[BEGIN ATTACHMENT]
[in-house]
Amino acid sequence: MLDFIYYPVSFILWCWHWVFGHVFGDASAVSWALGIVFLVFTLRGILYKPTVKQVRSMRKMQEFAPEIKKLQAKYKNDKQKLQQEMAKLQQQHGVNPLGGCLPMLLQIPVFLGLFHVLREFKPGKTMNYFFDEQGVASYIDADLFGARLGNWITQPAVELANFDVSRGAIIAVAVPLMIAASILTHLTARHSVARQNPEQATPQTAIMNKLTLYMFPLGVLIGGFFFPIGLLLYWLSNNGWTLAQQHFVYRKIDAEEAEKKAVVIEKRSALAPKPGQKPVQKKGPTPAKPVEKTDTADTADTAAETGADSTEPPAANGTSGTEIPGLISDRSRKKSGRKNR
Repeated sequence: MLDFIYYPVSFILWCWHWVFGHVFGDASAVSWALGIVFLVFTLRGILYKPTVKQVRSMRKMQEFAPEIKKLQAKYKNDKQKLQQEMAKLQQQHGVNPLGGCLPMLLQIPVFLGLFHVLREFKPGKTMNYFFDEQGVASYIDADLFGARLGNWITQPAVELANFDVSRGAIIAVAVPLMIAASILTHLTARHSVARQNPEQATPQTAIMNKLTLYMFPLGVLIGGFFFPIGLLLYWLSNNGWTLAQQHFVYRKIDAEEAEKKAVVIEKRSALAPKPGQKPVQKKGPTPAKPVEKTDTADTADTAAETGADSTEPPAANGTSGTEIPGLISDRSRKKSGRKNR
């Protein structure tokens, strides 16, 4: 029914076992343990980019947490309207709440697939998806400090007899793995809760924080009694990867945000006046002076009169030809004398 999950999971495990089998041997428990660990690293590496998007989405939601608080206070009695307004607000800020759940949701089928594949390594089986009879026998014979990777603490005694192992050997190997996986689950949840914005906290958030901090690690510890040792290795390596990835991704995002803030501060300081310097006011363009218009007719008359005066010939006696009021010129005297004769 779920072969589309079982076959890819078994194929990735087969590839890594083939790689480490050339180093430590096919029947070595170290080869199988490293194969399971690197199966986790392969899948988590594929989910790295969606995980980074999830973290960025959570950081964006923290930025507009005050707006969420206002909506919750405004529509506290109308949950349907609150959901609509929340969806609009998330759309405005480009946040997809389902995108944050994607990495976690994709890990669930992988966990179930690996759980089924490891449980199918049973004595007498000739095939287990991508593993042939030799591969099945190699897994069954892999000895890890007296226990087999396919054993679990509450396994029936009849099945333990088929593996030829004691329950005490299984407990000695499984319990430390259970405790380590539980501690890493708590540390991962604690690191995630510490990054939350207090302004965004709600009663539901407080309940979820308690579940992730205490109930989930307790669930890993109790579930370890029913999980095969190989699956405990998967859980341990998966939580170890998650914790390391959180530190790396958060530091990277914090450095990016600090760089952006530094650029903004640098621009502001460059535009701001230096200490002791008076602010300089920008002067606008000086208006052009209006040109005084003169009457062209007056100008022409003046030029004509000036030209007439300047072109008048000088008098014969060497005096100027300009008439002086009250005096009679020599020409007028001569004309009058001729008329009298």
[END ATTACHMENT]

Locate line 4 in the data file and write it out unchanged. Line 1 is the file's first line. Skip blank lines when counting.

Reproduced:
């Protein structure tokens, strides 16, 4: 029914076992343990980019947490309207709440697939998806400090007899793995809760924080009694990867945000006046002076009169030809004398 999950999971495990089998041997428990660990690293590496998007989405939601608080206070009695307004607000800020759940949701089928594949390594089986009879026998014979990777603490005694192992050997190997996986689950949840914005906290958030901090690690510890040792290795390596990835991704995002803030501060300081310097006011363009218009007719008359005066010939006696009021010129005297004769 779920072969589309079982076959890819078994194929990735087969590839890594083939790689480490050339180093430590096919029947070595170290080869199988490293194969399971690197199966986790392969899948988590594929989910790295969606995980980074999830973290960025959570950081964006923290930025507009005050707006969420206002909506919750405004529509506290109308949950349907609150959901609509929340969806609009998330759309405005480009946040997809389902995108944050994607990495976690994709890990669930992988966990179930690996759980089924490891449980199918049973004595007498000739095939287990991508593993042939030799591969099945190699897994069954892999000895890890007296226990087999396919054993679990509450396994029936009849099945333990088929593996030829004691329950005490299984407990000695499984319990430390259970405790380590539980501690890493708590540390991962604690690191995630510490990054939350207090302004965004709600009663539901407080309940979820308690579940992730205490109930989930307790669930890993109790579930370890029913999980095969190989699956405990998967859980341990998966939580170890998650914790390391959180530190790396958060530091990277914090450095990016600090760089952006530094650029903004640098621009502001460059535009701001230096200490002791008076602010300089920008002067606008000086208006052009209006040109005084003169009457062209007056100008022409003046030029004509000036030209007439300047072109008048000088008098014969060497005096100027300009008439002086009250005096009679020599020409007028001569004309009058001729008329009298």